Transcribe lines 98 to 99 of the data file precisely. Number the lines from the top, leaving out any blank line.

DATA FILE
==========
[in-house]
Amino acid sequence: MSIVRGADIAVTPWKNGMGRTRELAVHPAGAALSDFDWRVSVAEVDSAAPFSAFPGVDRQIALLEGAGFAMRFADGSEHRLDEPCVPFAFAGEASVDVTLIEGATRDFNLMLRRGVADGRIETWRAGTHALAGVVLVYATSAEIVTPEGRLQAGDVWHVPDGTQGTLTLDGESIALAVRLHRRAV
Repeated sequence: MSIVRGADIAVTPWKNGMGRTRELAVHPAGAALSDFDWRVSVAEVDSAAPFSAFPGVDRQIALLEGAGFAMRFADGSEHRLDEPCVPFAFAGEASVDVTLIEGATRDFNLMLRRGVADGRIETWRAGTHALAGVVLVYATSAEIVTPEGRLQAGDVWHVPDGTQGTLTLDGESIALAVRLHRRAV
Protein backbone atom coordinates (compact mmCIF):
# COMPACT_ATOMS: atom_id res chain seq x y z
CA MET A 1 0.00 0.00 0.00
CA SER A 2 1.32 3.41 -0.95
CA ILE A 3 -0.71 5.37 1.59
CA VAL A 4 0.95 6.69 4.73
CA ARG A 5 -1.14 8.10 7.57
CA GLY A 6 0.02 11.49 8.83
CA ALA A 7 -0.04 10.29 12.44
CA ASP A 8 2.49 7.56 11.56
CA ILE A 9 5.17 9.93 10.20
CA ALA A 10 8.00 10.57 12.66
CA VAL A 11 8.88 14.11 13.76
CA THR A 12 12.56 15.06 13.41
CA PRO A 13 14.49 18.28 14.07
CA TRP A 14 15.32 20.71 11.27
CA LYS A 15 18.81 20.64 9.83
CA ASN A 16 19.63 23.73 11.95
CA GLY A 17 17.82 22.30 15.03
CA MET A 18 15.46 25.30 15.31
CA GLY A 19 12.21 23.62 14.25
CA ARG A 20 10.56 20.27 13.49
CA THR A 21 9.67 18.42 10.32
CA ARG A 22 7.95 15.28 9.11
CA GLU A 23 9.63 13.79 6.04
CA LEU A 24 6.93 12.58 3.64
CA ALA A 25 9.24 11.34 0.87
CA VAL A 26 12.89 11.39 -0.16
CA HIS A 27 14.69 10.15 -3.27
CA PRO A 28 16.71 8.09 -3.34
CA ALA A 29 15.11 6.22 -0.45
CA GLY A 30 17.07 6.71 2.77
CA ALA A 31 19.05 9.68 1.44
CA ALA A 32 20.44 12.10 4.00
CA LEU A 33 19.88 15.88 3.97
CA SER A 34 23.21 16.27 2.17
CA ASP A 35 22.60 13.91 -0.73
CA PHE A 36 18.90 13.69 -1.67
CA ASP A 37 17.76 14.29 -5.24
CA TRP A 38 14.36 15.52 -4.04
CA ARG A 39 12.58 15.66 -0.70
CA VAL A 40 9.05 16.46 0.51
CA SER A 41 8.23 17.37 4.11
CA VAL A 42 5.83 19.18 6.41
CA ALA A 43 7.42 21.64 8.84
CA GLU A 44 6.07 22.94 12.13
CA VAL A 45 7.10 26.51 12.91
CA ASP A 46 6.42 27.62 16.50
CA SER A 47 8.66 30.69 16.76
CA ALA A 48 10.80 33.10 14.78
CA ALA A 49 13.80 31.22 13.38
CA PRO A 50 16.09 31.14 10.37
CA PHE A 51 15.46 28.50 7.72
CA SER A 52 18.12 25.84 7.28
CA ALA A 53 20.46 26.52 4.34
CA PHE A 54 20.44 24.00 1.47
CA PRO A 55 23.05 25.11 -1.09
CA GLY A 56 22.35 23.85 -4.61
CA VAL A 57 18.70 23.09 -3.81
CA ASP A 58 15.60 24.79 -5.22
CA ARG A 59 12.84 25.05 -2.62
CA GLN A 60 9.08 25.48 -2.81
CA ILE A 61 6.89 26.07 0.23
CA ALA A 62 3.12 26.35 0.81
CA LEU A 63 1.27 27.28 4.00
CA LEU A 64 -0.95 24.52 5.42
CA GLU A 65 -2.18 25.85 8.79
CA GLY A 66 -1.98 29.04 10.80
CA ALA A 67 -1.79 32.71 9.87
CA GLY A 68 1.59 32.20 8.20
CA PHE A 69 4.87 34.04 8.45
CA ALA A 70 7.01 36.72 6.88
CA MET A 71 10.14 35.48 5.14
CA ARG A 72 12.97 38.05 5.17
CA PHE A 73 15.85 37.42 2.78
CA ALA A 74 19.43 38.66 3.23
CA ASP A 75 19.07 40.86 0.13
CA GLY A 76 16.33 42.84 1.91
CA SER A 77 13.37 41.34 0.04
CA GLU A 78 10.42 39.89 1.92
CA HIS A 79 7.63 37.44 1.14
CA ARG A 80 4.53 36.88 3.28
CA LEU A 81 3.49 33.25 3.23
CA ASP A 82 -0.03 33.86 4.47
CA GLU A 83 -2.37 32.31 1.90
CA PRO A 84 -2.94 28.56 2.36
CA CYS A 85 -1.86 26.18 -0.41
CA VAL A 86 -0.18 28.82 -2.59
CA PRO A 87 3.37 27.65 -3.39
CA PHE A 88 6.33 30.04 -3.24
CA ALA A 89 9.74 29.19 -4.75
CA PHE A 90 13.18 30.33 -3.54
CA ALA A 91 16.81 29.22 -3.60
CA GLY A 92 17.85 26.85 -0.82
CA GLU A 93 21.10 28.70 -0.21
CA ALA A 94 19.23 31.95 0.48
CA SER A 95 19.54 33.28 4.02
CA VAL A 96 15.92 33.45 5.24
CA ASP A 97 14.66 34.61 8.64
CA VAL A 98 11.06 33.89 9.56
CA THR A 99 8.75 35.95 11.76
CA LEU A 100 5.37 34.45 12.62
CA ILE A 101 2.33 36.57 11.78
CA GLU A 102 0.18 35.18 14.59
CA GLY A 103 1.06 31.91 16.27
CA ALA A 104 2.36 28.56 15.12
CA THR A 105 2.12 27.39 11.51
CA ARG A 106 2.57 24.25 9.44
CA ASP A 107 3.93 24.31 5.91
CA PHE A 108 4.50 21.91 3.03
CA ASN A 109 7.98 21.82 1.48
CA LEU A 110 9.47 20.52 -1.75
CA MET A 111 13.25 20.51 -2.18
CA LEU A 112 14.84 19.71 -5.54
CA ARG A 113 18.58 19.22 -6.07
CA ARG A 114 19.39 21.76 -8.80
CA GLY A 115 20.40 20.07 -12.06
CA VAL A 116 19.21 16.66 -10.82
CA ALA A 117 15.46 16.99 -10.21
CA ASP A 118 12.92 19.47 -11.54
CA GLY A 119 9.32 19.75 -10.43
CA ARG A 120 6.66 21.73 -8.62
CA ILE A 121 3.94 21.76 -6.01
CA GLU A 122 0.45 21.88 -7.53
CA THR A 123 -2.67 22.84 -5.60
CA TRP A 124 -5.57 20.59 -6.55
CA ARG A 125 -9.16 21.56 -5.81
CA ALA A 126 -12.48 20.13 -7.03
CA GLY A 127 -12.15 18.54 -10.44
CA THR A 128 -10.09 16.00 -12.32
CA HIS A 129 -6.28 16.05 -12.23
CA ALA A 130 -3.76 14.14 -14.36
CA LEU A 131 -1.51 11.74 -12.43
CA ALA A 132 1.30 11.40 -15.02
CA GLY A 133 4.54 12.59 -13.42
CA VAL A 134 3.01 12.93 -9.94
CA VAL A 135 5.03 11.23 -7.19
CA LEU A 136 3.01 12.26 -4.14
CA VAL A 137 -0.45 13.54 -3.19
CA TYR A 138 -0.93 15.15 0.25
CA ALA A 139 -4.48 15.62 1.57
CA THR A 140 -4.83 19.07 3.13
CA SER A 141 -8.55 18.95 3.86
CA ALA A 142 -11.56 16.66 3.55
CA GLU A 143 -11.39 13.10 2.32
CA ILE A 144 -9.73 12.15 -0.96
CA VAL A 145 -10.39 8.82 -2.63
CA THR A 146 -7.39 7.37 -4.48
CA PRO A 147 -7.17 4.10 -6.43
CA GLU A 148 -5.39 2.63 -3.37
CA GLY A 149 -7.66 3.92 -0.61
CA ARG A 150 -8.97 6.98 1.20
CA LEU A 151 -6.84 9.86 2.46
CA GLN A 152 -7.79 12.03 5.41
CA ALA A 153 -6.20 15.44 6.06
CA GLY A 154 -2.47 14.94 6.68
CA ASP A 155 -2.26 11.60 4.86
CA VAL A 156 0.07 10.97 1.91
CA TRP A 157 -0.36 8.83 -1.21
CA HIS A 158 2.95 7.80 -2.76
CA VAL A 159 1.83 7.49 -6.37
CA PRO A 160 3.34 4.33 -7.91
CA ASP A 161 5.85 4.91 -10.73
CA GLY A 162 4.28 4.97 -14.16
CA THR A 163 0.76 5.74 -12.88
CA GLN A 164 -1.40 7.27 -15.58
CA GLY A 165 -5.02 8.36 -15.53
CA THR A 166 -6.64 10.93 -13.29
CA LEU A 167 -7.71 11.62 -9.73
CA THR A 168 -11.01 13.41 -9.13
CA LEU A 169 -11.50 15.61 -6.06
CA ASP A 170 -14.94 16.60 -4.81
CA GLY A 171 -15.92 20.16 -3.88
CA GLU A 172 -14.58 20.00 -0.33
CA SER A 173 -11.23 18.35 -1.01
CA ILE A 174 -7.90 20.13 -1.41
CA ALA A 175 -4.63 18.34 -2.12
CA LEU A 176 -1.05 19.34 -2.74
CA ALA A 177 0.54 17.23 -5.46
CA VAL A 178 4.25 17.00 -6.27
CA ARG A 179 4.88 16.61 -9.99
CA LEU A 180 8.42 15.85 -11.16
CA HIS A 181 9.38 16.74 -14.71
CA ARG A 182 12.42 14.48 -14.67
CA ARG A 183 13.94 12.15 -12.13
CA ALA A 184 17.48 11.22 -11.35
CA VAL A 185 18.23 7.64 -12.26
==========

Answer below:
CA GLU A 93 21.10 28.70 -0.21
CA ALA A 94 19.23 31.95 0.48